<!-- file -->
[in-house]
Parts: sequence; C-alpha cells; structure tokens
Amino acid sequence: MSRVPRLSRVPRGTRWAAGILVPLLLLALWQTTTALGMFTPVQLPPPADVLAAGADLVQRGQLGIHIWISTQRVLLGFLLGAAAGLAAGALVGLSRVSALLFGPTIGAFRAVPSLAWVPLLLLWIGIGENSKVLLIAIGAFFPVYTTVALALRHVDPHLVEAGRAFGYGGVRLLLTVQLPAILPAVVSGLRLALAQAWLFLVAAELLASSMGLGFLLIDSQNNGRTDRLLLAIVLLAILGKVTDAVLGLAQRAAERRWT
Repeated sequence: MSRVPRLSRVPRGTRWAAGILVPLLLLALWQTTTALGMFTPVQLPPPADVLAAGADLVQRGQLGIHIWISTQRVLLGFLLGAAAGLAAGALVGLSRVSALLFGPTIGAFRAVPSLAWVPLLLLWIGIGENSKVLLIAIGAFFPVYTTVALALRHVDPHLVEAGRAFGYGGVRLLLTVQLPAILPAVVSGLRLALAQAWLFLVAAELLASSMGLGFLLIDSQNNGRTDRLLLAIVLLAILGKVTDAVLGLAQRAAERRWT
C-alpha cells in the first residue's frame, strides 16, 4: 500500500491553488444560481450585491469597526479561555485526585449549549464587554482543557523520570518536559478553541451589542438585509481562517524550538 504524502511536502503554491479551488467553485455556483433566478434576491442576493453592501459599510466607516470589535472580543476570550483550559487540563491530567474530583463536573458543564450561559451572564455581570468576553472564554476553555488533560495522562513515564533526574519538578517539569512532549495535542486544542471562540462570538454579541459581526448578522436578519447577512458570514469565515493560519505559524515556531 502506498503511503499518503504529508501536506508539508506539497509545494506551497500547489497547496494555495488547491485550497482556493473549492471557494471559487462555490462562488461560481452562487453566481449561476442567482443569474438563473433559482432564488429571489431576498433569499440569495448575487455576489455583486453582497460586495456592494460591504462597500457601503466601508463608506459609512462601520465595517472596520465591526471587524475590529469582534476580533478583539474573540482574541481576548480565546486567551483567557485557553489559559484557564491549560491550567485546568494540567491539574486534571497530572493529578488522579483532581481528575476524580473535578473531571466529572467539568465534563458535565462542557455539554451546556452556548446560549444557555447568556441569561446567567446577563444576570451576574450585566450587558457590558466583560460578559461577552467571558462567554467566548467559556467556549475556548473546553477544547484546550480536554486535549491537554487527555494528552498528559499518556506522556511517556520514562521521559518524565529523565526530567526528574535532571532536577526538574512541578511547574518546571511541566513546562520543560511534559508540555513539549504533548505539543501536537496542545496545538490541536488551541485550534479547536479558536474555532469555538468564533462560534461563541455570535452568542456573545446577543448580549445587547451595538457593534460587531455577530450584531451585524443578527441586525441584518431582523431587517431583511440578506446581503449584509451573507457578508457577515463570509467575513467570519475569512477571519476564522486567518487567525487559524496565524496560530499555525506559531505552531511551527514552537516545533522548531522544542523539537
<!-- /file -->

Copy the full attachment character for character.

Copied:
[in-house]
Parts: sequence; C-alpha cells; structure tokens
Amino acid sequence: MSRVPRLSRVPRGTRWAAGILVPLLLLALWQTTTALGMFTPVQLPPPADVLAAGADLVQRGQLGIHIWISTQRVLLGFLLGAAAGLAAGALVGLSRVSALLFGPTIGAFRAVPSLAWVPLLLLWIGIGENSKVLLIAIGAFFPVYTTVALALRHVDPHLVEAGRAFGYGGVRLLLTVQLPAILPAVVSGLRLALAQAWLFLVAAELLASSMGLGFLLIDSQNNGRTDRLLLAIVLLAILGKVTDAVLGLAQRAAERRWT
Repeated sequence: MSRVPRLSRVPRGTRWAAGILVPLLLLALWQTTTALGMFTPVQLPPPADVLAAGADLVQRGQLGIHIWISTQRVLLGFLLGAAAGLAAGALVGLSRVSALLFGPTIGAFRAVPSLAWVPLLLLWIGIGENSKVLLIAIGAFFPVYTTVALALRHVDPHLVEAGRAFGYGGVRLLLTVQLPAILPAVVSGLRLALAQAWLFLVAAELLASSMGLGFLLIDSQNNGRTDRLLLAIVLLAILGKVTDAVLGLAQRAAERRWT
C-alpha cells in the first residue's frame, strides 16, 4: 500500500491553488444560481450585491469597526479561555485526585449549549464587554482543557523520570518536559478553541451589542438585509481562517524550538 504524502511536502503554491479551488467553485455556483433566478434576491442576493453592501459599510466607516470589535472580543476570550483550559487540563491530567474530583463536573458543564450561559451572564455581570468576553472564554476553555488533560495522562513515564533526574519538578517539569512532549495535542486544542471562540462570538454579541459581526448578522436578519447577512458570514469565515493560519505559524515556531 502506498503511503499518503504529508501536506508539508506539497509545494506551497500547489497547496494555495488547491485550497482556493473549492471557494471559487462555490462562488461560481452562487453566481449561476442567482443569474438563473433559482432564488429571489431576498433569499440569495448575487455576489455583486453582497460586495456592494460591504462597500457601503466601508463608506459609512462601520465595517472596520465591526471587524475590529469582534476580533478583539474573540482574541481576548480565546486567551483567557485557553489559559484557564491549560491550567485546568494540567491539574486534571497530572493529578488522579483532581481528575476524580473535578473531571466529572467539568465534563458535565462542557455539554451546556452556548446560549444557555447568556441569561446567567446577563444576570451576574450585566450587558457590558466583560460578559461577552467571558462567554467566548467559556467556549475556548473546553477544547484546550480536554486535549491537554487527555494528552498528559499518556506522556511517556520514562521521559518524565529523565526530567526528574535532571532536577526538574512541578511547574518546571511541566513546562520543560511534559508540555513539549504533548505539543501536537496542545496545538490541536488551541485550534479547536479558536474555532469555538468564533462560534461563541455570535452568542456573545446577543448580549445587547451595538457593534460587531455577530450584531451585524443578527441586525441584518431582523431587517431583511440578506446581503449584509451573507457578508457577515463570509467575513467570519475569512477571519476564522486567518487567525487559524496565524496560530499555525506559531505552531511551527514552537516545533522548531522544542523539537